Non-infrastructure examples include the deployment of walking school buses, walking buddies, police or community enforcement, and student education on proper walking and bicycling behavior.
Infrastructure improvements should be clearly noted on a map to indicate their specific location. A “toolbox” of improvements may be included in the audit report to illustrate the improvements.
A list of action items or an Action Plan can be developed with timeframes and task leaders, which should be reported back to audit participants and other stakeholders.
Improvement plans developed from walk audits help communities prepare to apply for grant funding and to get projects onto local funding priority lists.
Some low-cost improvements, such as signs, pavement markings, and ADA improvements may be able to be funded and implemented in the short-term. The City can put together a package of improvements from multiple schools to have sufficient work for a contractor to bid on.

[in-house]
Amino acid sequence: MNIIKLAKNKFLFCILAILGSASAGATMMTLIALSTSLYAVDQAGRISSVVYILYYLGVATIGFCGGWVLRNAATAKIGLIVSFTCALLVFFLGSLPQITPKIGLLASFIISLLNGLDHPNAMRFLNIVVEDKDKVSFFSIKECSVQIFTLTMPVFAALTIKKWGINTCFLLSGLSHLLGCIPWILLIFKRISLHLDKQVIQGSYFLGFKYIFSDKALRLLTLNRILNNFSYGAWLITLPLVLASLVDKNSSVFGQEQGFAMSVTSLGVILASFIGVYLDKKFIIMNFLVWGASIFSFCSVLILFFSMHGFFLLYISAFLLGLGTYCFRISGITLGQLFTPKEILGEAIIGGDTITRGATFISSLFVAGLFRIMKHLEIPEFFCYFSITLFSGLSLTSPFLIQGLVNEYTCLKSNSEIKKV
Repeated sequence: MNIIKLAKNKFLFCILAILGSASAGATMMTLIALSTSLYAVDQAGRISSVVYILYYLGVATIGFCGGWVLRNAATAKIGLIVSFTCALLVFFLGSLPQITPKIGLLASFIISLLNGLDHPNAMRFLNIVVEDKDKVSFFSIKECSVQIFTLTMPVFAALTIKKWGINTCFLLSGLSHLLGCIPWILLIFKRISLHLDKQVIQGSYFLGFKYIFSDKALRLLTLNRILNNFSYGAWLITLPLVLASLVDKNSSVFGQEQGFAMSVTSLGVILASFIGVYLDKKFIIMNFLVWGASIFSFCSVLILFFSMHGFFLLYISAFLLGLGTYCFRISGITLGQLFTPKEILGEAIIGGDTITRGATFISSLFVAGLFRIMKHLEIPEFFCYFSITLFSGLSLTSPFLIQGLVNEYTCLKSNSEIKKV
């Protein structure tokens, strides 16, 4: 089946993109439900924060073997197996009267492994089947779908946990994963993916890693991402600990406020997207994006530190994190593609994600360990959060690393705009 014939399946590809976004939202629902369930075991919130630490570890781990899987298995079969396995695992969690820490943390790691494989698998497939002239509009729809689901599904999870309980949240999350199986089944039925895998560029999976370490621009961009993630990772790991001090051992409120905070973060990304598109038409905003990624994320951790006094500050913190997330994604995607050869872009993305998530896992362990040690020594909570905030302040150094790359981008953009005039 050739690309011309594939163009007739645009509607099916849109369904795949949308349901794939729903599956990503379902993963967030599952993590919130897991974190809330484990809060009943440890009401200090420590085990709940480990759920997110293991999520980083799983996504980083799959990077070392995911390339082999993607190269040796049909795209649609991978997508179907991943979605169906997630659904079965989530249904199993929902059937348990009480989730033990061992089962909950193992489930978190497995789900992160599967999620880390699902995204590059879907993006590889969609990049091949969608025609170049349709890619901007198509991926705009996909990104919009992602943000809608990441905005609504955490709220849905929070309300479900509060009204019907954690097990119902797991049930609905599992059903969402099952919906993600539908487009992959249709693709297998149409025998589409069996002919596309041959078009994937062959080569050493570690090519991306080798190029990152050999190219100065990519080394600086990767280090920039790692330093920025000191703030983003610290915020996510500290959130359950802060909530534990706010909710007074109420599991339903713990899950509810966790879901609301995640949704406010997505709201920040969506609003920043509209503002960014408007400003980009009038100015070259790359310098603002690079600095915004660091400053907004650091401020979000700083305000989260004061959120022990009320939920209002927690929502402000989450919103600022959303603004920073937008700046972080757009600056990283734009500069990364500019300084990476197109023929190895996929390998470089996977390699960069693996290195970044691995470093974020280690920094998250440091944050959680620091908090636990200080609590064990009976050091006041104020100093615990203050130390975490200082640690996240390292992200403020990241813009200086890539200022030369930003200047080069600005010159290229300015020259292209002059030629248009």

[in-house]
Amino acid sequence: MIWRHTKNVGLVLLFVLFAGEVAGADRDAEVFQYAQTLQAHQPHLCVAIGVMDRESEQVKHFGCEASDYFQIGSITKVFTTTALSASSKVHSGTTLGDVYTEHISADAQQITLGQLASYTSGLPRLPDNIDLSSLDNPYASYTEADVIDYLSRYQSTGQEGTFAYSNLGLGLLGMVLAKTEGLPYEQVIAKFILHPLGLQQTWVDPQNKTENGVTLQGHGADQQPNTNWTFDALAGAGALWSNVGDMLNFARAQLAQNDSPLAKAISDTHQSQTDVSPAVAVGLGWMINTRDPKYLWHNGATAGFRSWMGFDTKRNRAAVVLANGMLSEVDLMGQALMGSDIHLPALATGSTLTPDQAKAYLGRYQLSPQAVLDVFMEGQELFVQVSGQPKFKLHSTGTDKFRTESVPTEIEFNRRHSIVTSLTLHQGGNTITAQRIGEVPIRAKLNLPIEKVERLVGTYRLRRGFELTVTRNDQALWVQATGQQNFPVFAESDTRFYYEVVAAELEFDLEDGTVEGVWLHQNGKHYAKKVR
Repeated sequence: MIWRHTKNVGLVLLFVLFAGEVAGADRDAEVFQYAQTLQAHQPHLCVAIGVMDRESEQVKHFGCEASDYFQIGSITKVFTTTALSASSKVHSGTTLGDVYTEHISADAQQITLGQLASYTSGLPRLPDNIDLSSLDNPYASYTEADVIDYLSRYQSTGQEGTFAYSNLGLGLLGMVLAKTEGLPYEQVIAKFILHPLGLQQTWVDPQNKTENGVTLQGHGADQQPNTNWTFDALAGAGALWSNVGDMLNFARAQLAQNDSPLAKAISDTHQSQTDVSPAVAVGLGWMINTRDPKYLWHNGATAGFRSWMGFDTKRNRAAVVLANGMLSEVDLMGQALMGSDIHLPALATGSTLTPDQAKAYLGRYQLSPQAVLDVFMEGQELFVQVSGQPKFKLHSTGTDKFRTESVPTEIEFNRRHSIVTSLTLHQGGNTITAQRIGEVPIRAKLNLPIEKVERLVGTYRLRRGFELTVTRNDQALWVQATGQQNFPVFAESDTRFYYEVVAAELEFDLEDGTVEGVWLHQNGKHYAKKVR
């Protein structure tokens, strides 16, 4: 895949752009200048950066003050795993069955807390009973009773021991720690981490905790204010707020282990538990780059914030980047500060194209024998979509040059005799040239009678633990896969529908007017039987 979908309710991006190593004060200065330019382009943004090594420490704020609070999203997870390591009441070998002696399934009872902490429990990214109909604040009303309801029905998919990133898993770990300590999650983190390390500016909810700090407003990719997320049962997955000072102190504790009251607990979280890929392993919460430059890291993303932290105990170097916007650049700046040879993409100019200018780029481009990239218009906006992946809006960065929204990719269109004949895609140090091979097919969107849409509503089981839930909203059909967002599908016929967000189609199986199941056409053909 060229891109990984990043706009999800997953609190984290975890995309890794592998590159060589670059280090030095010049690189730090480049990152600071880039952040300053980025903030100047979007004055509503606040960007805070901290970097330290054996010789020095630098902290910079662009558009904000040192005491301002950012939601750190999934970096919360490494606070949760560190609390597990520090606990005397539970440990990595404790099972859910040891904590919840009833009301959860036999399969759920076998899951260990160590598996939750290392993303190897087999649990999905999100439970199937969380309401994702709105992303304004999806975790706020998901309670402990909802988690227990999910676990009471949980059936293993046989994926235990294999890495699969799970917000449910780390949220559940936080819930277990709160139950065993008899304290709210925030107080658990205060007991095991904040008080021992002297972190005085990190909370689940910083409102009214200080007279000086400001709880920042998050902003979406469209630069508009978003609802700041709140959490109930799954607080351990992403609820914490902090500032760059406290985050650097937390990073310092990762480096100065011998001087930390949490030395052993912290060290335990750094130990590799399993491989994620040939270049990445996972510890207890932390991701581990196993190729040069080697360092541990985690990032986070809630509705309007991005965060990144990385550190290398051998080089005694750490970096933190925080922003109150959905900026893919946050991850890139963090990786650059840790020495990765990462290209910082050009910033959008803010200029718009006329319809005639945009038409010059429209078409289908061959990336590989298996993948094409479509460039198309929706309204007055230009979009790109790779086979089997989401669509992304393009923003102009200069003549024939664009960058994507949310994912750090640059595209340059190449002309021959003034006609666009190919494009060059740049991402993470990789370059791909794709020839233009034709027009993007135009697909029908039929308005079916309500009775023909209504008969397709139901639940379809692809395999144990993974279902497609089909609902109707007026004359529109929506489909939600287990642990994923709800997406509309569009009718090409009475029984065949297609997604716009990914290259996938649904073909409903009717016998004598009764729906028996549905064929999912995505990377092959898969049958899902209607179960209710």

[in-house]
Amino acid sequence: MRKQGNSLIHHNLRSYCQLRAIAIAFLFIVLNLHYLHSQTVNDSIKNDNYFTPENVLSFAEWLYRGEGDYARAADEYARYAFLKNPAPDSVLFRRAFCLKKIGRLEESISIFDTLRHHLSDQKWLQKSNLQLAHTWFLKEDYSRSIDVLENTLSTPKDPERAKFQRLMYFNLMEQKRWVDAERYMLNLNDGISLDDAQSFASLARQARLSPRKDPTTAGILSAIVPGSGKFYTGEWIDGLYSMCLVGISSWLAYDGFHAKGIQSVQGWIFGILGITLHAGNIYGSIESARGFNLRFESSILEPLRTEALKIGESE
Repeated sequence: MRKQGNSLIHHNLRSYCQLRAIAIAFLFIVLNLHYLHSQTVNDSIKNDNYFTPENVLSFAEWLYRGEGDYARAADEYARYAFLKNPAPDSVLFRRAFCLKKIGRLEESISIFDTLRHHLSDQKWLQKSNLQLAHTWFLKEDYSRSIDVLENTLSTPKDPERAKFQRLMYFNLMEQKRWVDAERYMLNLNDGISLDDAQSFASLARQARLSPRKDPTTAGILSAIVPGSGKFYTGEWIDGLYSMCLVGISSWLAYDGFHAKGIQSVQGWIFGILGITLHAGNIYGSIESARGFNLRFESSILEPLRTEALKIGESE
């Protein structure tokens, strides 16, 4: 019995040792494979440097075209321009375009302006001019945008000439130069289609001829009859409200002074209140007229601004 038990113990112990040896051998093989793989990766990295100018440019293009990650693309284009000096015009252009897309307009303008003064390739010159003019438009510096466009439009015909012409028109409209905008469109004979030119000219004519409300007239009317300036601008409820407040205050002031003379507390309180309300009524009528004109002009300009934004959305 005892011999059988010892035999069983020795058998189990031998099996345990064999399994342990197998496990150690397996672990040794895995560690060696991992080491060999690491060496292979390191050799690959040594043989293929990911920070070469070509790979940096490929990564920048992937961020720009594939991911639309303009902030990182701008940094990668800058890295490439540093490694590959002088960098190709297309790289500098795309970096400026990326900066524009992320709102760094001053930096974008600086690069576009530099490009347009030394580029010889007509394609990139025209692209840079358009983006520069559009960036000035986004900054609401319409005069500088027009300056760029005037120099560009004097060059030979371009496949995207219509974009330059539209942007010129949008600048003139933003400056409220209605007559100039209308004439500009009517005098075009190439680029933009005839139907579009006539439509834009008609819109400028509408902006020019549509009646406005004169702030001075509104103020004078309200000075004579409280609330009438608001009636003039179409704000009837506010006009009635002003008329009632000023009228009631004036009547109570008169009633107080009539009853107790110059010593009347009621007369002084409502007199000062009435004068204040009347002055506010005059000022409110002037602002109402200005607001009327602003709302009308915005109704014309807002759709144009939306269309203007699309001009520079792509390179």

Funding for longer-term infrastructure projects and encouragement, enforcement and education programs may be available through the California Active Transportation Program (ATP), managed by the California Department of Transportation (Caltrans).
School Route Maps
Information from the audit can be used to develop a school walking / bicycling route map. The school route map may cover areas outside the immediate school area, depending on the student enrollment area.
See the ITE Briefing Sheet on School Route Maps and the National Center for Safe Routes to School “Tips for Creating Walking and Bicycling Route Maps” for additional guidance on development of these maps.
The audit team should work together after the audit to identify and prioritize potential solutions.
Tools For Walk Audit Next Steps